I'm struggling a bit in Bio 111 with confusing terminology between the terms "chain" and "molecule". I understand the primary structure of a protein is a chain of amino acids connected by peptide (covalent) bonds - easily a molecule. And the secondary helix structure could be a single molecule/polypeptide chain. Up to this point, chain = molecule. But a beta-pleated secondary structure would have to be two or more chains (molecules) connected by hydrogen bonds. No? Or is a beta-pleated sheet considered one molecule? One chain?
This sort of question is easily answered by consulting and carefully reading an introductory biochemistry text, like this section of Berg et al. on line. However, as the diagrams of β-sheets can be confusing, I will summarize.
- The amino acids linked by covalent peptide bonds produce a protein molecule in the form of a single polypeptide chain.
- This polypeptide chain folds into a specific shape in three-dimensional space, its conformation being maintained by weak non-covalent interactions — ionic bonds, hydrogen bonds and Van der Walls interactions. (Often referred to as protein tertiary structure.) Proteins that have a roughly spheroidal shape (rather than being long and extended) are referred to as globular proteins.
- Often the three-dimensional structure has large regular components (often referred to as secondary structure) because of the potential for repeated hydrogen bonding between the CO and NH of the repeating peptide bonds.
Molecular diagrams to illustrate the type of secondary structure known as the β-sheet generally show just a section of the polypeptide chain for clarity, as in the left-hand illustration from Berg et al., below:
This may give the impression that two separate chains are involved†, but cartoon representations such as the one on the right (also from the same section of Berg et al.) show that for globular proteins this is not so.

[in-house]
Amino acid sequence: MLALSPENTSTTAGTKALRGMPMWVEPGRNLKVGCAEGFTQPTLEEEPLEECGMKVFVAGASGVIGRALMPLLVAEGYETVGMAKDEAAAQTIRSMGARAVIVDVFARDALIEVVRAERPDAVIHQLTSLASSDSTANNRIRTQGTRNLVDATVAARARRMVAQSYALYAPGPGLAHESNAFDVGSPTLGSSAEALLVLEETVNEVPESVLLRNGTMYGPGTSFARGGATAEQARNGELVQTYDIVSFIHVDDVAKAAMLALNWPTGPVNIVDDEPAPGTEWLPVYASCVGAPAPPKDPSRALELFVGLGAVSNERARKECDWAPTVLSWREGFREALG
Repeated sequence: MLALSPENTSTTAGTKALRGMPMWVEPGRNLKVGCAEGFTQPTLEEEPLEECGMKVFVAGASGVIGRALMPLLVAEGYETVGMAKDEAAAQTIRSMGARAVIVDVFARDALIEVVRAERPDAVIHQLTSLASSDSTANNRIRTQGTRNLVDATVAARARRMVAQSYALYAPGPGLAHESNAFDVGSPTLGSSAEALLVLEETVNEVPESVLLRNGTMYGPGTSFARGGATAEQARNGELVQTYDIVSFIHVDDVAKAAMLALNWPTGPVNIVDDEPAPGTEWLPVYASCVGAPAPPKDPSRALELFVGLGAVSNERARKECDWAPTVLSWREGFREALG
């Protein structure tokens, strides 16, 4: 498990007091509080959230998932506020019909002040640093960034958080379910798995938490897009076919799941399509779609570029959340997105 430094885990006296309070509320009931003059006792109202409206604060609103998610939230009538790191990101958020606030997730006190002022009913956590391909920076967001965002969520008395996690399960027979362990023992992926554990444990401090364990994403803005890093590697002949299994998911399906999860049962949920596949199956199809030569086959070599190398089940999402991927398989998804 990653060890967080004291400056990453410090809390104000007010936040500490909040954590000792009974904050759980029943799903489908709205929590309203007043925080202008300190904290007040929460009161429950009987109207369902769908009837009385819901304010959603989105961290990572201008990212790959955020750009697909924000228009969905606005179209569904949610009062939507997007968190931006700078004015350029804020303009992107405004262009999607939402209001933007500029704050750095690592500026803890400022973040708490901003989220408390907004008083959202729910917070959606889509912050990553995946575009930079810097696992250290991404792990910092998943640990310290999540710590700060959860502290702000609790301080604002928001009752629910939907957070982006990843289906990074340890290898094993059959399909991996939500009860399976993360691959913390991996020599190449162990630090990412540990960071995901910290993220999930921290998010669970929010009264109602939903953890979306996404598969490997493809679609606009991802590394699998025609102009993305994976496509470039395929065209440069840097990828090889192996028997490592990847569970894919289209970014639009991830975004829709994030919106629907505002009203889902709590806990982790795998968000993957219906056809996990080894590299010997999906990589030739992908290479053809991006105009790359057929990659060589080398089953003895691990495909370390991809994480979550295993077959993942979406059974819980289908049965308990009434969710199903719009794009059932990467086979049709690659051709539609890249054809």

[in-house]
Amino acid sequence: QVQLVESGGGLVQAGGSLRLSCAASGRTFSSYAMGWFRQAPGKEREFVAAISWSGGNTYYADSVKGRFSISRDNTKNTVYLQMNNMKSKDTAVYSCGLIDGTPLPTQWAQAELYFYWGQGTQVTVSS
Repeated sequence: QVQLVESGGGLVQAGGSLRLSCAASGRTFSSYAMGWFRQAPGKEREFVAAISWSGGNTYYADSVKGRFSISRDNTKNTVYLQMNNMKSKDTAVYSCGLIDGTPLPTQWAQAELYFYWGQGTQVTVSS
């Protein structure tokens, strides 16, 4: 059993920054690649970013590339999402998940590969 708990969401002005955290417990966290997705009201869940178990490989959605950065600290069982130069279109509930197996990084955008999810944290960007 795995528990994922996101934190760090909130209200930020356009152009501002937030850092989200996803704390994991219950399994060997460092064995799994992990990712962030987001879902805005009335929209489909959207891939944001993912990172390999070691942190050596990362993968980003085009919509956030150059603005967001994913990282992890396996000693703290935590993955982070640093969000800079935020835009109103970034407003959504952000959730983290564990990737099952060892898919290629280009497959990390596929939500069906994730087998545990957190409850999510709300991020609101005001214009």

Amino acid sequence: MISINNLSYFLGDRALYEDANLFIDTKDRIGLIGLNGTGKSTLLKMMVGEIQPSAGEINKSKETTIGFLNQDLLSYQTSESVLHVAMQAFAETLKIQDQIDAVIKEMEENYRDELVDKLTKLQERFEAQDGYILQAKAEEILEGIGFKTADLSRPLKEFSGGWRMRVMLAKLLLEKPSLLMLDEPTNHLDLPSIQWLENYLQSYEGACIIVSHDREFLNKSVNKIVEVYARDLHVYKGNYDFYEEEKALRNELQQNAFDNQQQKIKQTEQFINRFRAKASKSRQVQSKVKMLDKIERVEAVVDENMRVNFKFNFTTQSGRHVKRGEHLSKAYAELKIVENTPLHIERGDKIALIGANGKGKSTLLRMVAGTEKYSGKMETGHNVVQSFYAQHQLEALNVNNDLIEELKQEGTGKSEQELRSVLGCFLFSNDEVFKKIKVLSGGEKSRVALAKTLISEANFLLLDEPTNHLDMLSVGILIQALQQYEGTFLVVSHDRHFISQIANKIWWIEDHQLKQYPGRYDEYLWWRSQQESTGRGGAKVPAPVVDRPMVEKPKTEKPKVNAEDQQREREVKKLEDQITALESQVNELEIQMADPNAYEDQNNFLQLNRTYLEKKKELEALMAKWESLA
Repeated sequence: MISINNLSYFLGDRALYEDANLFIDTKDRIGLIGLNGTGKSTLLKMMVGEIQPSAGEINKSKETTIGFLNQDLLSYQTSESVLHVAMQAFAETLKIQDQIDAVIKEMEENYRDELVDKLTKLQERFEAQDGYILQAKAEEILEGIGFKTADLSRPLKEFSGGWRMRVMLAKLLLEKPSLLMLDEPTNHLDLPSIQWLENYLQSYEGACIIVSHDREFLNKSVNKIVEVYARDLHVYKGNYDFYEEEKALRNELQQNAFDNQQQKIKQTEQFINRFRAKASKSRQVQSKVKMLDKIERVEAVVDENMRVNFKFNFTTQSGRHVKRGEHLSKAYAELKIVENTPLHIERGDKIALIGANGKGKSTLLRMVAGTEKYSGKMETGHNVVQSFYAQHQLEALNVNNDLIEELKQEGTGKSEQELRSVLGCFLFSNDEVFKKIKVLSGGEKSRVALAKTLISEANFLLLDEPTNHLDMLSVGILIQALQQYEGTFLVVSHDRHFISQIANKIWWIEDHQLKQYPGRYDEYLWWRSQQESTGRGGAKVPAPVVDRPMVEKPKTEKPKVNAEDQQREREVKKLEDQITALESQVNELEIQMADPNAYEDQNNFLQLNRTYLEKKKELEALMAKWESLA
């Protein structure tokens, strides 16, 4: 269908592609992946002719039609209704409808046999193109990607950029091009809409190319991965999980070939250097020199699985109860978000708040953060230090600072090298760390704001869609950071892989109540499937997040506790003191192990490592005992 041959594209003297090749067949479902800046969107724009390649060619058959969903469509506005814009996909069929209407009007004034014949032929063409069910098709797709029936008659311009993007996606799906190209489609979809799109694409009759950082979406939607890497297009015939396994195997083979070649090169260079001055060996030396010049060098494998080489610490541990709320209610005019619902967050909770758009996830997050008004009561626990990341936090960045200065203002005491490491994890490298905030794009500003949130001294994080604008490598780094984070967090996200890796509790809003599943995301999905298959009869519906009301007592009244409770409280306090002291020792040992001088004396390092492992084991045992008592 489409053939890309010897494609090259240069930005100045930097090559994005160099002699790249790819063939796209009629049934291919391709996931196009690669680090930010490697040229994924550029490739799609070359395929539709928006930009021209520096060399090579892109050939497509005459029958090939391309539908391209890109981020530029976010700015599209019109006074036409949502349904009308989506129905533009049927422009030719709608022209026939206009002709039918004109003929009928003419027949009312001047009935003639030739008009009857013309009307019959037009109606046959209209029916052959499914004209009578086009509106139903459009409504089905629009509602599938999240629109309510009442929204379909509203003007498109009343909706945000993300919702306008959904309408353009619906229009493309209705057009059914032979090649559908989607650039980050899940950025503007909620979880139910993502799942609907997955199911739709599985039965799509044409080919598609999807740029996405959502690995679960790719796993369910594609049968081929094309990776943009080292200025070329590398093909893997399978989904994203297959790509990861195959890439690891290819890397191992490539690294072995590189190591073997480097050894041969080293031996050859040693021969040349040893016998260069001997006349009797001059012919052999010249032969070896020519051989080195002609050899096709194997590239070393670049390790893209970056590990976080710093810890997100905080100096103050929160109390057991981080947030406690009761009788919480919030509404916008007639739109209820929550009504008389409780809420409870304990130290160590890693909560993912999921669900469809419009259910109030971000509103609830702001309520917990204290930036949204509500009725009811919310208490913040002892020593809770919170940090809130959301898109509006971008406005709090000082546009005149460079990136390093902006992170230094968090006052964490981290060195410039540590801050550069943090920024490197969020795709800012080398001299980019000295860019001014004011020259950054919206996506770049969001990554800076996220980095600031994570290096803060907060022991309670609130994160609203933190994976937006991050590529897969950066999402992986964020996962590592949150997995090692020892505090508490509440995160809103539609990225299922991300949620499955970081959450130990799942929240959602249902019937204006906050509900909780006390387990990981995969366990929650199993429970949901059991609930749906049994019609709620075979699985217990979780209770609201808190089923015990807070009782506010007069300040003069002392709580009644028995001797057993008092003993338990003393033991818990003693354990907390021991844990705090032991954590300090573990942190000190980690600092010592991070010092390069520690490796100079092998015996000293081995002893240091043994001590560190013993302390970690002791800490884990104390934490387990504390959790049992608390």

In the diagram the flat blue arrows represent β-strands that are hydrogen-bonded to one another to form a twisted barrel-shaped β-sheet. The yellow ‘rope’ between the arrows represents the continuation of the chain in the non-sheet areas of the structure.
So the possibility for confusion arises primarily from the difficulty of showing the detailed pattern of hydrogen bonding in the whole of a large protein. (Although it may also arise from the fact that it is easiest to illustrate β-sheets using the diagrams of silk fibroin — historically the first to be described — in which the sheets are very regular and flat. To an extent this is misleading as the right-hand side of my diagram indicates.)
Fibrous proteins, such as silk, exist in which β-sheets are formed between many different chains. The identification of the individual chains can be made unequivocally, e.g. on the basis of the gene sequence, and it is clear that the higher-order structure is composed of many individual molecules. In smaller higher-order structures, e.g. tetramers of globular proteins held together by weak non-covalent interactions, the semantic question of whether a molecule can be made up of several individual chains arises. In my opinion, this question is best ignored, unless one is studying the biophysical chemistry of proteins.
This may be of additional help, as I used to struggle with the difference between a peptide and a protein too.
A peptide is a single, short chain of amino acids (approx. <50 amino acid length). It's a single molecule.
A protein may or may not be a single chain of amino acids. It may or may not be a single molecule, it could be several molecules adhering to each other.
Hemoglobin is a protein. It's constituents, alpha- and beta-globin, are peptides. It's correct to refer to each of them as proteins, too. Alpha-globin is definitely a protein. What you would never say, however, is that "the hemoglobin protein is composed of four proteins", two alpha-globin and two beta-globin proteins, even though it is most certainly technically correct.
If you want to be extremely pedantic, hemoglobin is a single (metallo)protein composed of four peptide molecules, which behaves as a single unit, hence why it can be colloquially but not strictly referred to as a molecule.